Recently a Microsoft blog was released describing a new Facebook Trojan classified as JS.Febipos.A by several AV vendors. Febipos is currently active in Brazil and takes control of your Facebook profile using a Firefox and/or Chrome extension that’s installed during execution. I managed to obtain several copies of the Febipos executable, which uses Facebook-like icons in an attempt to appear legitimate, along with being signed by digital certificates from ‘Updates LTD’.
Staying safe online requires more than just avoiding web-sites that look untrustworthy. These days, you might be redirected and/or infected with malware by the advertisement banner showing on a legitimate webpage. To counter this kind of threat, we at Malwarebytes tend to block entire advertiser networks in an effort to prevent our users from being a victim of malicious advertisements or malvertising. The purpose of this blog post is to explain exactly why you might see pop-ups from our Website Blocking function on a site that you thought you trusted.
Once again, Skype has proven itself to be a valuable tool for the spread of malware and other malicious doings by cyber criminals. Our researchers have discovered a scam being spread via Skype that is designed to steal the log in credentials for Skype users by dangling free premium upgrades. However unlike other attacks, this one checks the legitimacy of your credentials before infecting your system with malware.
Malware today is so numerous and diverse that security professionals have known for some time that signature based solutions would no longer be able to cut it alone. Not only are there too many new malware files each day, some of them are able to change their shape and signature as they go along. But,if you can’t recognize something by its looks, you might be able to categorize it by its behavior. This is where methods like HIPS (Host Intrusion Prevention System) come into play.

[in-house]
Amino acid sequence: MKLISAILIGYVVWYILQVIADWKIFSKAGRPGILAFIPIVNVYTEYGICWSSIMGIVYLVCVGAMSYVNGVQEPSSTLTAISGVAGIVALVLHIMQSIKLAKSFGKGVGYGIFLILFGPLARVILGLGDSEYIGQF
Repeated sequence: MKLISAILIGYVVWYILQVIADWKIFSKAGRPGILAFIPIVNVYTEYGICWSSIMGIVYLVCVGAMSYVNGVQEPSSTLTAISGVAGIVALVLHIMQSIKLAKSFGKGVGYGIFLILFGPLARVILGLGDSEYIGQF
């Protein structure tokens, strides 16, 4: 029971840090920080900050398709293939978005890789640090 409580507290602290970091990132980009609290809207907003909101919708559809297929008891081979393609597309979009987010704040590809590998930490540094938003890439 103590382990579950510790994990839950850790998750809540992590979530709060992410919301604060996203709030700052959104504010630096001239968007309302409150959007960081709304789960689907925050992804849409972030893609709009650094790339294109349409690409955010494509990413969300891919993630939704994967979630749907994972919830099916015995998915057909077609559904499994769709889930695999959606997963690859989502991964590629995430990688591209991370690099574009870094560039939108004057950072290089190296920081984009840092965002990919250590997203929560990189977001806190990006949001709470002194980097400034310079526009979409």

By definition HIPS is an installed software package which monitors a single host for suspicious activity by analyzing events occurring within that host. In other words a Host Intrusion Prevention System (HIPS) aims to stop malware by monitoring the behavior of code. This makes it possible to help keep your system secure without depending on a specific threat to be added to a detection update.
You may recall a post I wrote back in April about fake Microsoft phone support calls. I had received a call from scammers whose job was to trick me into buying a bogus program for ‘only’ $299. When they saw I was not willing to pay, they got mad and deleted documents and pictures off my (virtual) machine before cutting me off in a very rude way. Well, this time we meet again, but on different terms: I am the one calling them and I make sure I’m collecting as much evidence as possible before waving good bye.